Of course, studios don’t like ambiguity and so as a backup John Carpenter shot a more resolute conclusion in case his original ending didn’t go down too well. It showed MacReady back on the mainland where his blood is tested and he’s resolutely confirmed to be human. Because the studio were happy with the original idea, the scene was never actually used in any version of the film, and thus has never been seen and presumed lost.
There is actually a second alternate ending that shows a husky dog – the alien’s original form – leaving the base the morning after, which conversely points towards The Thing’s survival. This has featured as the end of some TV versions, but was never officially intended to be used by Carpenter; it’s actually made up of unused footage from the opening.
11. The Scouring of the Shire – The Lord of the Rings: The Return of the King
While Peter Jackson may have reincorporated hours of unused footage from The Lord of the Rings Trilogy to create the Extended Editions (which run at over 11 hours long), there were still reams of film that didn’t even make it into those. Most of the scenes cut were due to story changes across development making them needless or confusing – Arwen was originally intended to fight at Helm’s Deep – which is fair enough, although it’s curious that despite multi-disc Blu-Rays full of extras some of these are yet to come to light.
The most noteworthy is the Scouring of the Shire: at the end of Tolkien’s story, the Hobbit’s return home to find it decimated by Saruman, a resolute representation of how things will never be the same again, but when Jackson chose to have his version resolve at Mount Doom he made the journey to Hobbiton calmer. He still shot the scene, though, and even used it as part of Frodo’s vision in The Fellowship of the Ring, although that’s the only footage of it ever released. It’s thus very possible that the idea of the sequence was ditched before Jackson got around to editing it, meaning it only exists in raw form.
This isn’t the only bit of unused footage from the trilogy not released. The end of The Return of the King was intended to see Sauron take on his humanoid form to take on Aragorn man-to-monster, but this was deemed too silly and replaced with a more standard troll.
10. The Lost Premiere Footage – Metropolis
Metropolis is widely regarded as one of the finest sci-fi films ever made, a game-changing epic whose stylistic and narrative impact can still be felt today. And yet, unless you were in Germany in 1927, you haven’t actually seen the full movie.
Fritz Lang’s original cut of the movie came in at 153 minutes, but it only ever screened at its premiere in Berlin; a two-and-a-half hour runtime may be standard for modern blockbusters, but at the time was unwieldyy, so for wide US release the distributors Paramount and MGM chose to slice it to a more audience-friendly length of 115 minutes. Back in Germany, the film was separately edited to remove communist themes (which is most of the film really), to the point that when it was rereleased in 1936 it ran at only 91 minutes.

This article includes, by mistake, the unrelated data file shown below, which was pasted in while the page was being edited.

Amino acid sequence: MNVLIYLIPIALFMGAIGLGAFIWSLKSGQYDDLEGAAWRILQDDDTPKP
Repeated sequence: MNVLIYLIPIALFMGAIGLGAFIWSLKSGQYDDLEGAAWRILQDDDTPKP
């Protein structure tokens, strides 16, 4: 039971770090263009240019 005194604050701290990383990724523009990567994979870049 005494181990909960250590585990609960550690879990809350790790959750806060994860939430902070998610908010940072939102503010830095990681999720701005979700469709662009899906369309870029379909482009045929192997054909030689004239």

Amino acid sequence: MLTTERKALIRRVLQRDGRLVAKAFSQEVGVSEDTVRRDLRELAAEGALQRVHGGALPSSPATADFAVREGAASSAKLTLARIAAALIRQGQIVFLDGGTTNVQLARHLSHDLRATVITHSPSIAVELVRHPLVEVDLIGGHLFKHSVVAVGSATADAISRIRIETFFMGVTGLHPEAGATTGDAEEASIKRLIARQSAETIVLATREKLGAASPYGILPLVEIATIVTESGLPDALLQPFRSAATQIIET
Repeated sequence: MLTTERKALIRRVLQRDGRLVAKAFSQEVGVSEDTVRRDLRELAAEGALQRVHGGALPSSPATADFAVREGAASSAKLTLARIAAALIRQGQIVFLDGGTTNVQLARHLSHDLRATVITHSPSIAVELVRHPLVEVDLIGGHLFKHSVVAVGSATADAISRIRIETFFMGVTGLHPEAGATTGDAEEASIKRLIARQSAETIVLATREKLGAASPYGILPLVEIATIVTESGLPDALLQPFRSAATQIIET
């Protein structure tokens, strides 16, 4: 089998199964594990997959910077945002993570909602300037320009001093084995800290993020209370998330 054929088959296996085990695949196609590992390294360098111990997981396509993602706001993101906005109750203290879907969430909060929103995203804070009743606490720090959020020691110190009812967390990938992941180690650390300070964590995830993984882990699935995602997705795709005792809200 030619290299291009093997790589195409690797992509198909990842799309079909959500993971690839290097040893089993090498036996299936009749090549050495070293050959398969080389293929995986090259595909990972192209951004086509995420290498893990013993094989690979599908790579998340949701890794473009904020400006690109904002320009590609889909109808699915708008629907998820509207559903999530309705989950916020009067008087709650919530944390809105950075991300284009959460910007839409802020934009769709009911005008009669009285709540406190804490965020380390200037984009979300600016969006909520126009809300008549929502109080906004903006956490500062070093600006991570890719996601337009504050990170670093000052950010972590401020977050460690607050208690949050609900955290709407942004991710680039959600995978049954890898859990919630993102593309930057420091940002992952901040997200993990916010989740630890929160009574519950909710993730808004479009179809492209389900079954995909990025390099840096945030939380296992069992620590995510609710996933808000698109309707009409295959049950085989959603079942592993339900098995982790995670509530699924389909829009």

All of this meant that a large amount of Metropolis was lost as overzealous editors didn’t keep the original negatives. Over the years bits and pieces of the film has been found, giving a better idea of Lang’s original vision, but even after a major unexpected find of a 16mm negative in an Argentinian attic in 2008, there’s still around five minutes missing, and at this point that’s unlikely to ever surface again.
9. Kim Jong Un’s Original Death – The Interview
In fantasizing the fictional assassination of famous horse rider Kim Jong Un, The Interview was always going to court controversy, although James Franco and Seth Rogen probably weren’t quite ready for the hell its release unleashed. The Sony email hack is now legendary in film circles, revealing a studio in crisis and eventually forcing the Marvel/Sony Spider-Man deal, and it all came from North Korea’s negative reaction to an American movie about killing their head of state.
Those emails revealed the film had already been the source of some controversy at Sony, with particular reference to the dictator’s death scene. In the film eventually released, Kim is blown up in his helicopter with a slow-motion shot showing the flames wrapping around him (scored to, what else, “Wrecking Ball”), but it was originally much more extreme, with the blast searing his face and his head exploding in a graphic way (it’s obscured in the finished version). One leaked email between Sony CEO Kaz Hirai and Entertainment Chair Amy Pascal discussed the objections and the thus far unsuccessful attempts to negotiate the filmmakers down. It seems that the hack forced everyone’s hand though, with the studio getting their tempered way.
Despite it being redone, there were still hopes for the original death making it onto home video as an extra. That was unforthcoming, and given the tense situation surrounding the sanitized version, it’s unlikely it ever will.